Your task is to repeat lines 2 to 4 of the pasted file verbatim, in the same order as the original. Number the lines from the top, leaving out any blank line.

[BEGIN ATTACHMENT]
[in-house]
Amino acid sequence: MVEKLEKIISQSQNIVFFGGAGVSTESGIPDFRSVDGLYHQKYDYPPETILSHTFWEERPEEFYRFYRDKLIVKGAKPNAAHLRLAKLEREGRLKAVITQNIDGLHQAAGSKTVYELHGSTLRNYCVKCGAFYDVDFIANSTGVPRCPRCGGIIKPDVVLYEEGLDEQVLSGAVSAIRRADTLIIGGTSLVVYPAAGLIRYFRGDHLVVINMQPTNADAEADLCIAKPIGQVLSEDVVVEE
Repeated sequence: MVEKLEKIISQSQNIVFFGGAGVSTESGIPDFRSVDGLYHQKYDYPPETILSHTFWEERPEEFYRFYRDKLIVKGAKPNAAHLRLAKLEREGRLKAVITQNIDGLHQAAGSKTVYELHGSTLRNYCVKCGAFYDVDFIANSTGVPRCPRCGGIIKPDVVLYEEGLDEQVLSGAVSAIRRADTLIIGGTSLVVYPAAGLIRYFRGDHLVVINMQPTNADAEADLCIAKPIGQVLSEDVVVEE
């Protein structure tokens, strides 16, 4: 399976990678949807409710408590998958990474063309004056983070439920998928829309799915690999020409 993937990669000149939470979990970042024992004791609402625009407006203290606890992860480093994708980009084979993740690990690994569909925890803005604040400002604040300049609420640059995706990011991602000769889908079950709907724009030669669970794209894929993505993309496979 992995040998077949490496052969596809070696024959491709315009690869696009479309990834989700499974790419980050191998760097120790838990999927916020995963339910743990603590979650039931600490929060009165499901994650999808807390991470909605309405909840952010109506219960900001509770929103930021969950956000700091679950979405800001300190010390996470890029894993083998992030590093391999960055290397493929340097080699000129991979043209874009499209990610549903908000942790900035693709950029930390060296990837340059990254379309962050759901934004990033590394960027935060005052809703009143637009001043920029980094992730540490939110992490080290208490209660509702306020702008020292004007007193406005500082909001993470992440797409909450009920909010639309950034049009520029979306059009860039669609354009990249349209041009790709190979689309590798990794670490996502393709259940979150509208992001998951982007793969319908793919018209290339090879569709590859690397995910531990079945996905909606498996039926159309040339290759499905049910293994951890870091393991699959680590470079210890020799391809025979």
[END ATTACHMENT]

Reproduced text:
Amino acid sequence: MVEKLEKIISQSQNIVFFGGAGVSTESGIPDFRSVDGLYHQKYDYPPETILSHTFWEERPEEFYRFYRDKLIVKGAKPNAAHLRLAKLEREGRLKAVITQNIDGLHQAAGSKTVYELHGSTLRNYCVKCGAFYDVDFIANSTGVPRCPRCGGIIKPDVVLYEEGLDEQVLSGAVSAIRRADTLIIGGTSLVVYPAAGLIRYFRGDHLVVINMQPTNADAEADLCIAKPIGQVLSEDVVVEE
Repeated sequence: MVEKLEKIISQSQNIVFFGGAGVSTESGIPDFRSVDGLYHQKYDYPPETILSHTFWEERPEEFYRFYRDKLIVKGAKPNAAHLRLAKLEREGRLKAVITQNIDGLHQAAGSKTVYELHGSTLRNYCVKCGAFYDVDFIANSTGVPRCPRCGGIIKPDVVLYEEGLDEQVLSGAVSAIRRADTLIIGGTSLVVYPAAGLIRYFRGDHLVVINMQPTNADAEADLCIAKPIGQVLSEDVVVEE
């Protein structure tokens, strides 16, 4: 399976990678949807409710408590998958990474063309004056983070439920998928829309799915690999020409 993937990669000149939470979990970042024992004791609402625009407006203290606890992860480093994708980009084979993740690990690994569909925890803005604040400002604040300049609420640059995706990011991602000769889908079950709907724009030669669970794209894929993505993309496979 992995040998077949490496052969596809070696024959491709315009690869696009479309990834989700499974790419980050191998760097120790838990999927916020995963339910743990603590979650039931600490929060009165499901994650999808807390991470909605309405909840952010109506219960900001509770929103930021969950956000700091679950979405800001300190010390996470890029894993083998992030590093391999960055290397493929340097080699000129991979043209874009499209990610549903908000942790900035693709950029930390060296990837340059990254379309962050759901934004990033590394960027935060005052809703009143637009001043920029980094992730540490939110992490080290208490209660509702306020702008020292004007007193406005500082909001993470992440797409909450009920909010639309950034049009520029979306059009860039669609354009990249349209041009790709190979689309590798990794670490996502393709259940979150509208992001998951982007793969319908793919018209290339090879569709590859690397995910531990079945996905909606498996039926159309040339290759499905049910293994951890870091393991699959680590470079210890020799391809025979």